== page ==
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Sabrewing is making unmanned VTOL air cargo hauling a commercial reality

 Photo: Sabrewing Aircraft Company
Photo: Sabrewing Aircraft Company

Over the last few years, the air freight industry is getting a makeover with start-ups and incumbent aircraft manufacturers experimenting with vertical landing and take off (VTOL) aircraft – both manned and unmanned – to reduce emissions and improve operational efficiency. Though the technology behind such systems has existed for many years, they remained confined to the defense sector.

The technology has since graduated from its exclusivity, and is now venturing into more commercial applications that could positively impact freight movement. The Sabrewing Aircraft Company is one such start-up that designs and manufactures VTOL unmanned aerial vehicles (UAVs) that can be used to transport cargo across a region.

“Most of the start-ups in the urban air mobility space are designed to carry passengers rather than freight. Air cargo is a completely different animal compared to manned aircraft. We’ve been working on this for many years, while our competition has been trying to retrofit a manned aircraft to an unmanned one, which isn’t easy,” said Ed De Reyes, CEO of Sabrewing Aircraft Company.

Sabrewing offers two different aircraft models – the 800-pound payload “Rhaegal” and the 4,400-pound payload “Wyvern” aircraft. Both VTOL aircraft variants come with a turbo-electric propulsion system, which uses a turbine to turn generators that then provides power for electric-adapted fans.

“We also include a very robust detect-and-avoid system that provides both navigation and obstacle avoidance in the air. This is where we are really one of the first companies that have garnered not just acceptance, but appreciation from the Federal Aviation Administration (FAA),” said De Reyes.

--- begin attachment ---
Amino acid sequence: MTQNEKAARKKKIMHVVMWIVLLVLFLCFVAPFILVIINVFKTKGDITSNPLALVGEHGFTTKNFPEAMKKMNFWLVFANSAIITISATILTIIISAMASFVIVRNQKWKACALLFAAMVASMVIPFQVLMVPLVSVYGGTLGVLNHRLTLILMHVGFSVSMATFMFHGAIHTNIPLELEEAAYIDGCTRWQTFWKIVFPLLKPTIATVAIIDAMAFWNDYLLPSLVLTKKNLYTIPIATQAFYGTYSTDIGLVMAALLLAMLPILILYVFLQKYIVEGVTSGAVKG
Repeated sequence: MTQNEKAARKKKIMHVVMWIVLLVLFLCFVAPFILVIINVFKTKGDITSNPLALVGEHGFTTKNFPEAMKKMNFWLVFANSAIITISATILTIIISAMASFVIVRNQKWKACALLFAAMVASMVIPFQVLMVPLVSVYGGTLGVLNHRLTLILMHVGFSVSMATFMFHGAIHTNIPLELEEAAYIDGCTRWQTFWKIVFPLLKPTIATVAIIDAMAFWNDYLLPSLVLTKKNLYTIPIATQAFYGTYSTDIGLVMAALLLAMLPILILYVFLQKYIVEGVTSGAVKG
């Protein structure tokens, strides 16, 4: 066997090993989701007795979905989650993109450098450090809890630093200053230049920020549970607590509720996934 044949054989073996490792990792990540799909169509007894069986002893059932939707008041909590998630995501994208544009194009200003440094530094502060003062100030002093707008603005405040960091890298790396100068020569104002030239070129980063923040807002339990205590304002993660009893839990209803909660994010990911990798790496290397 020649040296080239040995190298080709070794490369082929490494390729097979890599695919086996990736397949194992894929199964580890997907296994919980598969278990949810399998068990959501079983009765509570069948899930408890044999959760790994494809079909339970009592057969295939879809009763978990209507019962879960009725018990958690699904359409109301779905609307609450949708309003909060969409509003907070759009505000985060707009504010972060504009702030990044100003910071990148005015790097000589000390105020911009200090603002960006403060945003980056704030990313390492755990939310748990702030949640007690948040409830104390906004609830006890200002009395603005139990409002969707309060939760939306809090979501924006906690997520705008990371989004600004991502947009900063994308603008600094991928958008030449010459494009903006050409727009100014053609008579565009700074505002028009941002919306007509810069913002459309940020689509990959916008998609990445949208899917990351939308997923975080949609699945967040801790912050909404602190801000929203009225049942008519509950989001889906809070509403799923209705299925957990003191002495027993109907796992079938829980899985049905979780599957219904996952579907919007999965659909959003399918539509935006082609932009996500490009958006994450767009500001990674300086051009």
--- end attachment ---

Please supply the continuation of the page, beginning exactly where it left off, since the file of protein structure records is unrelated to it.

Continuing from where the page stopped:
De Reyes explained that most of the technology used by VTOL start-ups has existed for many years in the industry, mostly pioneered by the military and incumbent defense aircraft manufacturers. The company brings together people who have designed and certified aircraft and also owned and operated cargo airlines, making the team comprehensively suited for driving results in the VTOL cargo hauling niche.

Recently, Sabrewing announced a history-making agreement with the Aleut Community of St. Paul Island (ACSPI) and the Unangan (Aleut) Tribe of Native Alaskans, who have ordered 10 aircraft of both the Rhaegal and Wyvern variants. The ACSPI is creating an aircraft test range on the Bering Sea, centered on St. Paul island, which would serve the flight test needs of the Department of Defense (DoD) and the aviation industry. Sabrewing will provide equipment and training for the ACSPI community, who can then initiate and operate a complete test range complex.

Together, Sabrewing and ACSPI are looking to bid on DoD and federal contracts. “This agreement fits nicely with our plan to build and test the aircraft in Anchorage, Alaska for both commercial and DoD customers,” said De Reyes. “It’s a perfect combination of  two entities – the ACSPI, which is already testing, flying and training operators of small drones and is leading from the front on modernizing their community – and us, who provide an aircraft that cannot only bring much needed supplies to their community in any weather, day or night. This is a convergence of two innovative entities.”

Sabrewing is also on the verge of creating partnerships with three other companies to initiate the process of manufacturing the VTOL aircraft. “A lot of people have realized that this technology is not only viable, but is something that they could use to leap ahead of the competition by having these VTOL aircraft in their stable,” said De Reyes. “Adoption has been quicker than we anticipated, with even the military being interested in procuring and operating the aircraft for their use in battlefield resupply.”

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Vishnu Rajamanickam, Staff Writer

Vishnu writes editorial commentary on cutting-edge technology within the freight industry, profiles startups, and brings in perspective from industry frontrunners and thought leaders in the freight space. In his spare time, he writes neo-noir poetry, blogs about travel & living, and loves to debate about international politics. He hopes to settle down in a village and grow his own food at some point in time. But for now, he is happy to live with his wife in the middle of a German metropolitan.

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